After changes to the US News college rankings, several public universities moved up the list

Several public universities rose while many private ones fell in the U.S. News & World Report undergraduate rankings released Monday — a sign not of their changing grades but of a changing formula for the annual ranking ritual that has faced intense criticism in recent years.

Four of the six schools ranked 47th among the best national universities list Explained the rapid ups and downs. For Virginia Tech overall, it marked a sudden 15-place jump from its ranking a year ago. Texas A&M University, overall, jumped 20 spots to No. 47. But for the private University of Rochester, that ranking represents an 11-place drop. Wake Forest University, a private institution, also fell 18 steps to land on the site.

The private Lehigh University and the public University of Georgia tied for 47th, but their rankings did not change much.

A change in the way US News rated schools led to the protest. For example, it no longer considers class size or alumni giving, but it has added a new factor that tracks the graduation rates of first-generation college students at national universities. As always, the formula continues to rely heavily on peer-reviewed surveys that critics say favor long-term perceptions of wealth and prestige.

US News lists are a perennial subject of conversation and fascination in higher education, eliciting envy, snickering or shrugging, depending on the perspective of school leaders, alumni and the students who track them.

US News College Rankings Attract New Complaints and Competitors

Last fall and winter, several major law and medical schools fed up with the rankings announced they would no longer cooperate. Their agitation influenced US News’ lists of graduate and professional programs published in the spring. Education Secretary Miguel Cardona cheered them on.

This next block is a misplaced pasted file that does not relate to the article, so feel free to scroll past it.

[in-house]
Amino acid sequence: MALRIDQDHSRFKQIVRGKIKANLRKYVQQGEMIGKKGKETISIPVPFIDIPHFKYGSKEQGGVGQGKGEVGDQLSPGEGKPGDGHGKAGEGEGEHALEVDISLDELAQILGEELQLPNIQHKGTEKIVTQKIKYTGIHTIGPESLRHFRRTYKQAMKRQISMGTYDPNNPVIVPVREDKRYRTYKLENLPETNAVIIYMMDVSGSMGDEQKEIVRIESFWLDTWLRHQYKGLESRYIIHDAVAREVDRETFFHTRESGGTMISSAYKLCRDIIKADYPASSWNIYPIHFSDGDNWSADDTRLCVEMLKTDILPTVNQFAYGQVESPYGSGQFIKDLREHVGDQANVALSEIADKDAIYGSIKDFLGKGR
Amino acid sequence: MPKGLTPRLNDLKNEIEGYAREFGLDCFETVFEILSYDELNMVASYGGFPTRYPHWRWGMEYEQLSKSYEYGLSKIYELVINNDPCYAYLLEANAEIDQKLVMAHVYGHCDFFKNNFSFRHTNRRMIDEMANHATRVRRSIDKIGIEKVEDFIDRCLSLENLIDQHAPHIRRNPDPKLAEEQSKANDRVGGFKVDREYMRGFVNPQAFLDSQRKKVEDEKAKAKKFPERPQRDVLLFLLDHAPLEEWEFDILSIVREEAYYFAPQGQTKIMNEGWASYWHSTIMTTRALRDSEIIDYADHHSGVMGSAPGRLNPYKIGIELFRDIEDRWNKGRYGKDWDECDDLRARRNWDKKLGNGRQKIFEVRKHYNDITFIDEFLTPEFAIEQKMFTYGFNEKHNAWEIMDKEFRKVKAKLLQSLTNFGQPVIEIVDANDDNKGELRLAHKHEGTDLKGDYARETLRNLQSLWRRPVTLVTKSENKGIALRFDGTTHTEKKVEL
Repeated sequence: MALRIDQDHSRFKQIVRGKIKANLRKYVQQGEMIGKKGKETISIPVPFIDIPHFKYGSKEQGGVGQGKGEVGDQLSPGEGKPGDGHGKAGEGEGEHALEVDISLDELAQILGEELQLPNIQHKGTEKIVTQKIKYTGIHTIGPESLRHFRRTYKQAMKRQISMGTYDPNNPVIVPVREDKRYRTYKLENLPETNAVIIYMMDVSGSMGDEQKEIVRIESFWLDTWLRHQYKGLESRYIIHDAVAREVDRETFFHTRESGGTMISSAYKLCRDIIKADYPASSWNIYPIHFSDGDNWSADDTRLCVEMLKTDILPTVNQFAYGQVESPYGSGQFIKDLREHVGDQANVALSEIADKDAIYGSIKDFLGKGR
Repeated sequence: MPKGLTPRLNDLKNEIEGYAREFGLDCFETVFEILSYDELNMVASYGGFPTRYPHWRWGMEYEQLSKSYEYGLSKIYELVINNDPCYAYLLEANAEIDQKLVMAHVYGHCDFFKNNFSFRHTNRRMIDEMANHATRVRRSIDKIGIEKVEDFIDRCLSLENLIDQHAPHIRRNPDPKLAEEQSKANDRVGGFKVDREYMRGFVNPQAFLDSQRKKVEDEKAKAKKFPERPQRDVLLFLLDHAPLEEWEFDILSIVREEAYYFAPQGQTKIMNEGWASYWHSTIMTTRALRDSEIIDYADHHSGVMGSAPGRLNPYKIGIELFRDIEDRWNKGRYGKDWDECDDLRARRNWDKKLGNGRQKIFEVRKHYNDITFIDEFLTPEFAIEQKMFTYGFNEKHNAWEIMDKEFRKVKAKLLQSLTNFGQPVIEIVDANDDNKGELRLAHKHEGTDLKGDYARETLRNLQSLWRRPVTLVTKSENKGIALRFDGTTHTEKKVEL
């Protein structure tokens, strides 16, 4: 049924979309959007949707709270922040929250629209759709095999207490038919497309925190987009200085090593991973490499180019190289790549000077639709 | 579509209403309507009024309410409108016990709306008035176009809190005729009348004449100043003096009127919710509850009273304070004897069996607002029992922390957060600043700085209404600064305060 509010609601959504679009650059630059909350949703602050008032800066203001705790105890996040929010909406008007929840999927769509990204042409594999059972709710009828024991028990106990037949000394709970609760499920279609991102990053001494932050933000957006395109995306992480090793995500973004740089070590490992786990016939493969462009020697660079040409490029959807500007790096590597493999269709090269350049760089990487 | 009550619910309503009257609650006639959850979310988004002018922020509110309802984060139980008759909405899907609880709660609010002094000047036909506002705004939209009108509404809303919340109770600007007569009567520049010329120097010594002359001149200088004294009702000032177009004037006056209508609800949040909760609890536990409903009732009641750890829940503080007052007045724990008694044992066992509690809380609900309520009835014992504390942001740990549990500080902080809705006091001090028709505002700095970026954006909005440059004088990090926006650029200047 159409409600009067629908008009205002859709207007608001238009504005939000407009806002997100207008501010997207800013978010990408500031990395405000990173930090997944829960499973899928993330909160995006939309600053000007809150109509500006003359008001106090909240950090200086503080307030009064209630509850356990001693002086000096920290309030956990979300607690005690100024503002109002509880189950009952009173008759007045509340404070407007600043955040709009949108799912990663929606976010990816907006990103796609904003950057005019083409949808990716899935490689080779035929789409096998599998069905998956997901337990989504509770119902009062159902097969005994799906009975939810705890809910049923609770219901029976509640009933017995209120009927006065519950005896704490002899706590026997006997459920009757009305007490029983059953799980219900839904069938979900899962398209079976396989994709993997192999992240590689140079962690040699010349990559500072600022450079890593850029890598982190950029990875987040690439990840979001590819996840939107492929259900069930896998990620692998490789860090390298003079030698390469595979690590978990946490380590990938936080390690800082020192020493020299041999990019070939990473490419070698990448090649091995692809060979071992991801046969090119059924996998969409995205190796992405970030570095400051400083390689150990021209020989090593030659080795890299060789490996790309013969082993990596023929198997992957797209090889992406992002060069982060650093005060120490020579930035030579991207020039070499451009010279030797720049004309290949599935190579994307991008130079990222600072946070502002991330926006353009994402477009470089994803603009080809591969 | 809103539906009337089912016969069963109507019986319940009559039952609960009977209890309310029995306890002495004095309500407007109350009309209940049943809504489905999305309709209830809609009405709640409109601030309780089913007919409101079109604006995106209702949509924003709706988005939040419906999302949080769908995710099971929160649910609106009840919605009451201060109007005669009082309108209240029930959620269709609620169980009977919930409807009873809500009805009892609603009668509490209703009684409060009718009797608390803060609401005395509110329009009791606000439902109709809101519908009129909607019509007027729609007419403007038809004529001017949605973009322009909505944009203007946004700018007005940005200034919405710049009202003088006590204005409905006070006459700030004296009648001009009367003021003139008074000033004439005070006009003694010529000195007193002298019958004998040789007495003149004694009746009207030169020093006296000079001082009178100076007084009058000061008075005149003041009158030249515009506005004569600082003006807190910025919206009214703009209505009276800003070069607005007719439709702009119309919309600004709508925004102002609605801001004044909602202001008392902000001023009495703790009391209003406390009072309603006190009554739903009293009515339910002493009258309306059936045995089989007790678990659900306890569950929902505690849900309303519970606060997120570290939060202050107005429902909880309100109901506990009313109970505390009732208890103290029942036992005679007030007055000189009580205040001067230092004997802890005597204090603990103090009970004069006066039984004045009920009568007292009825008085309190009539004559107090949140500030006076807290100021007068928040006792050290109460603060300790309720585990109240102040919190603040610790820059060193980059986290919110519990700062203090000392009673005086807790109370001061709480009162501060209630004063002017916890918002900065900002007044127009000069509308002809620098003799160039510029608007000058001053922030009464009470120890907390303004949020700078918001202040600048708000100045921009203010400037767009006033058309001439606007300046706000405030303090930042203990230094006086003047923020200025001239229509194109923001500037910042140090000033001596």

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“It’s time to stop worshiping at the false altar of American news and world reporting,” Cardona said in March. “It’s time to focus on what really matters: delivering value and upward mobility.”

But most major colleges and universities do not follow this at the undergraduate level. One exception is Columbia University, which announced in June that it would no longer cooperate with the U.S. News’ undergraduate rankings.

At the time, Columbia officials lamented the “overwhelming influence” the rankings had with prospective students. They also criticized how the ranking “turns a university’s profile into a composite of data types” and “how much is lost in this approach”. Their report followed an in-depth internal audit for an Ivy League university in New York. In 2022, Columbia admitted to misrepresenting key data about class size and faculty credentials as it rose to second place on a list of national universities.

But while the schools declined to answer US News’ questions, the ranking publication uses publicly available information and continues to add them to its lists.

Last year, U.S. News ranked Columbia 18th in the National University Rankings. On Monday, it tied for 12th with Cornell University (which was ranked 17th) and the University of Chicago (which previously ranked sixth).

There were a few surprises at the top of the list. Princeton University is in first place, Massachusetts Institute of Technology is in second place, and Harvard and Stanford universities are in third place. This mirrored last year’s rankings. Yale University slipped slightly from third to fifth place.

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But in Maryland, Virginia and the District of Columbia, the new ranking formula created several big changes. Among them, public leader University of Maryland rounded out the top 50, rising nine spots to 46th. American University, which was ranked 72nd earlier, slipped to 105th, and Howard University, which was ranked 89th, slipped to 115th. Both of those DC universities are private. George Mason University, Virginia’s largest public university, rose from 137th to 105th.

Howard’s advisor, Anthony K. Voodoo said the formula omits factors that previously favored the university, including class size. On the low ranking, he said: “There’s really been no change in the way we do business or the quality of our programs.”

American University said its graduation and retention rates have remained stable, and questioned why the rankings show such large swings. “Methodological choices and unexplained swings in rankings mean previous methods are flawed and require a dramatic overhaul, or this year’s results are unreliable because they are so different from previously produced US news,” said AU spokesman Matt Bennett. Report.

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